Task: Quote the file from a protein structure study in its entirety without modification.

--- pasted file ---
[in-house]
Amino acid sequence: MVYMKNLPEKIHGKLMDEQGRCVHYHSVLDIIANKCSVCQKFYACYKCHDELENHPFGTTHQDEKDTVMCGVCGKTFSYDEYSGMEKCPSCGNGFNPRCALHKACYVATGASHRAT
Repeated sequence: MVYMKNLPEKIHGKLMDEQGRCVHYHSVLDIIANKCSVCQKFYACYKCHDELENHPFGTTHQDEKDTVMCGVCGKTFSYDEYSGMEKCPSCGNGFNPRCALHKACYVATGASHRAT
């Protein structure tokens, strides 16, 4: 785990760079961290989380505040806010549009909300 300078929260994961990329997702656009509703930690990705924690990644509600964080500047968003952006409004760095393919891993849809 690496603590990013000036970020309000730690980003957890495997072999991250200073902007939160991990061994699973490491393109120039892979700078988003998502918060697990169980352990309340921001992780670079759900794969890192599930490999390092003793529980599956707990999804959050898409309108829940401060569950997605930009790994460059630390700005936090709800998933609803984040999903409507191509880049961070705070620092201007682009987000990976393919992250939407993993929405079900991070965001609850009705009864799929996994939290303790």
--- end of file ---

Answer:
[in-house]
Amino acid sequence: MVYMKNLPEKIHGKLMDEQGRCVHYHSVLDIIANKCSVCQKFYACYKCHDELENHPFGTTHQDEKDTVMCGVCGKTFSYDEYSGMEKCPSCGNGFNPRCALHKACYVATGASHRAT
Repeated sequence: MVYMKNLPEKIHGKLMDEQGRCVHYHSVLDIIANKCSVCQKFYACYKCHDELENHPFGTTHQDEKDTVMCGVCGKTFSYDEYSGMEKCPSCGNGFNPRCALHKACYVATGASHRAT
């Protein structure tokens, strides 16, 4: 785990760079961290989380505040806010549009909300 300078929260994961990329997702656009509703930690990705924690990644509600964080500047968003952006409004760095393919891993849809 690496603590990013000036970020309000730690980003957890495997072999991250200073902007939160991990061994699973490491393109120039892979700078988003998502918060697990169980352990309340921001992780670079759900794969890192599930490999390092003793529980599956707990999804959050898409309108829940401060569950997605930009790994460059630390700005936090709800998933609803984040999903409507191509880049961070705070620092201007682009987000990976393919992250939407993993929405079900991070965001609850009705009864799929996994939290303790």